Variety is the spice of Oak Street

Northern Grind coffee stand finds new home at Oak Street Food Court

By Lyndsie Kiebert
Reader Staff

Those who frequent downtown Sandpoint have noticed that something is missing — Northern Grind coffee stand, previously located at the corner of Cedar Street and Second Avenue, is gone.

Heart Bowls food truck offers unique smoothie bowls and rice bowls among other vegetarian options. Photo by Lyndsie Kiebert

Luckily for dedicated patrons of Northern Grind, the shop was relocated in one piece to the Oak Street Food Court, and has plans to be open in its new location in the coming weeks.

“My goal is to have the least amount of change as possible, because I believe the community loves what Northern Grind was already,” said new owner Jacob Holmberg, noting that the move was necessary because the lease for the Cedar Street location was terminated. “Aside from the obvious — which is us moving — we will have a couple new faces as well as some familiar.”

Holmberg plans to implement a military discount and looks forward to being located across from Farmin Park, where the Farmers’ Market is held each Wednesday and Saturday from May to October. He said Northern Grind’s mission is to “create relationships, make delicious coffee and make it fast.”

“To be honest, owning a coffee shop has always been an absolute dream of mine,” Holmberg said, “so when the opportunity arose, it was too easy to take advantage of.”

Northern Grind is the latest addition to the Oak Street Food Court, which has become home to several new Sandpoint businesses over the past year. Traditionally, the food court’s season starts in tandem with the Sandpoint Farmers’ Market — typically early May.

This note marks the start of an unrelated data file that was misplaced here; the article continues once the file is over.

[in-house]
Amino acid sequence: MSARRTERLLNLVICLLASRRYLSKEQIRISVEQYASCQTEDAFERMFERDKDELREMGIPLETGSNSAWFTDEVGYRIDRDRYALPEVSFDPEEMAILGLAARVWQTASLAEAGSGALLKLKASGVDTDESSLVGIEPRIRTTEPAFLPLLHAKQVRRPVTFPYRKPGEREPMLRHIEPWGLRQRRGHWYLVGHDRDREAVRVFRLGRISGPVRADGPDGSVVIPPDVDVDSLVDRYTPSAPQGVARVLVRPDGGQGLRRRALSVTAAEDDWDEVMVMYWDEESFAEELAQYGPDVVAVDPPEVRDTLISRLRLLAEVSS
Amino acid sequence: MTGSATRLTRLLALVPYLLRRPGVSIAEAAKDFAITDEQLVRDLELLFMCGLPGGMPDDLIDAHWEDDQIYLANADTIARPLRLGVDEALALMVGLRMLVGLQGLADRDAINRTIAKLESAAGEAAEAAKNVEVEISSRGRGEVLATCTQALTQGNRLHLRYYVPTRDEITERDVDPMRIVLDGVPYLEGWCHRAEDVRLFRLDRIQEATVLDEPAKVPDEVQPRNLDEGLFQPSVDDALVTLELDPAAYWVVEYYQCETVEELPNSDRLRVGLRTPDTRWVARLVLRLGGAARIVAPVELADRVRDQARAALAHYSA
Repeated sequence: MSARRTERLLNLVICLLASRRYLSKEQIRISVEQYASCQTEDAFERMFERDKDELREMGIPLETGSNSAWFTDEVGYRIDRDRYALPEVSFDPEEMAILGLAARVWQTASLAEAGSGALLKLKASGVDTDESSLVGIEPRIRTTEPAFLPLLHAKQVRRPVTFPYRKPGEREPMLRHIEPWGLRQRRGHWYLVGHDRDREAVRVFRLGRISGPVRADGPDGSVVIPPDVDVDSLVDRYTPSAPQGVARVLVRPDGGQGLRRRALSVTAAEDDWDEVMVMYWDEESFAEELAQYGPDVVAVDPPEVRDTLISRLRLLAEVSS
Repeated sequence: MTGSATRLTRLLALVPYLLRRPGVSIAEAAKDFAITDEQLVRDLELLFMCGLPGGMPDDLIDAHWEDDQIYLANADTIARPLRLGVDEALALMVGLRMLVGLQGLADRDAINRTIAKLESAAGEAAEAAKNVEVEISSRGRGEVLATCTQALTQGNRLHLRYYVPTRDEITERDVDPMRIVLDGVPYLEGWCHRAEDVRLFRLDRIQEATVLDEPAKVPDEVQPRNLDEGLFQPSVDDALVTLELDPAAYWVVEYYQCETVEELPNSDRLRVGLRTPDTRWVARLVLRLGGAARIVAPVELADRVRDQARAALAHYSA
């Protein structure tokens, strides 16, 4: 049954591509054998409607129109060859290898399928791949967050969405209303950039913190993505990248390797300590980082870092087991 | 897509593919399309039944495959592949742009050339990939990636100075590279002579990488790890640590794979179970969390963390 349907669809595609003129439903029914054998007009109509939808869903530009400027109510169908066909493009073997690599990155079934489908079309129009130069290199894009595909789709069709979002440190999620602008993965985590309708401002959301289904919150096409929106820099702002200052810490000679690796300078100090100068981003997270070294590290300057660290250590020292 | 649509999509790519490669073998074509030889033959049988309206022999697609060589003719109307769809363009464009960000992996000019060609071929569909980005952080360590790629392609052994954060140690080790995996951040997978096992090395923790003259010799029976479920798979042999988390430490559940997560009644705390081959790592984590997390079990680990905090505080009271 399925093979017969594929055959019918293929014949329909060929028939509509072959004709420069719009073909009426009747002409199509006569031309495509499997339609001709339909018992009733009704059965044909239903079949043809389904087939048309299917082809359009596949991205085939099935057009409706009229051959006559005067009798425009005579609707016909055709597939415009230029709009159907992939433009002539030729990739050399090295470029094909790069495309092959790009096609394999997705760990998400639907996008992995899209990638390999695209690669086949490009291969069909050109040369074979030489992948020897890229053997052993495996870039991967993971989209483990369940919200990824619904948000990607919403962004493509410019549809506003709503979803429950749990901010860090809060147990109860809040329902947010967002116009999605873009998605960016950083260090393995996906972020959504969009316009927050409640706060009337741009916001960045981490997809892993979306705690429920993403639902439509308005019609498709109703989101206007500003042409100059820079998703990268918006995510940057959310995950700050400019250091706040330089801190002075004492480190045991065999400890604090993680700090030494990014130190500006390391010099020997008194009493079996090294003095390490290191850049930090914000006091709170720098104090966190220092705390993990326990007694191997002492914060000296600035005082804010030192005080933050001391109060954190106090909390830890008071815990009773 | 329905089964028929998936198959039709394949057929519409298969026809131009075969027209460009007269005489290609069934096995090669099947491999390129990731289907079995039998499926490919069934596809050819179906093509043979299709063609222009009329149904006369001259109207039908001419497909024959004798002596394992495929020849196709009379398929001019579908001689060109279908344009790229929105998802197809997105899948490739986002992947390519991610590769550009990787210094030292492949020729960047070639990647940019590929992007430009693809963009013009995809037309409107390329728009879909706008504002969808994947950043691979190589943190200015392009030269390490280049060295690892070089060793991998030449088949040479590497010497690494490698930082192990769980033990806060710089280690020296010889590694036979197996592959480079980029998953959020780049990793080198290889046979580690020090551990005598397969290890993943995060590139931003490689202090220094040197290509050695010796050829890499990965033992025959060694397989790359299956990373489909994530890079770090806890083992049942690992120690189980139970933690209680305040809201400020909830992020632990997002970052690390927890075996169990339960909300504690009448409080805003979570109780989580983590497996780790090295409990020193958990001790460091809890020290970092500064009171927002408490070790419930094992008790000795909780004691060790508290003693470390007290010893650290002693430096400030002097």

However, some food court eateries are already slinging good eats, each with varying hours. La Catrina offers authentic Mexican food; Heart Bowls does smoothie bowls and more, all gluten-free and plant-based; Moxie’s is a grill and bakery offering comfort food with a vegetarian and vegan twist; Shilla Korean BBQ with Seoul specializes in Korean fusion cuisine; and Chili D’s, which offers a variety of chili, burgers and more. There are other businesses not yet open for the season, including Ohn’s Thai Plate, which is owned by Ohn and Ken Nail — also owners of the Oak Street Food Court itself.

Ken said he is excited about the addition of the Northern Grind coffee stand, and hopes Holmberg does well in the new location.

The Oak Street Food Court. Photo by Lyndsie Kiebert.

“The special thing about a food court is that there’s a variety of food,” Ken said, “and anybody that’s not interested in going to, say, a specific restaurant for Italian food or Mexican food, they can go there and look at a number of different concessions, and they have a wide variety of choice for what they might decide.”

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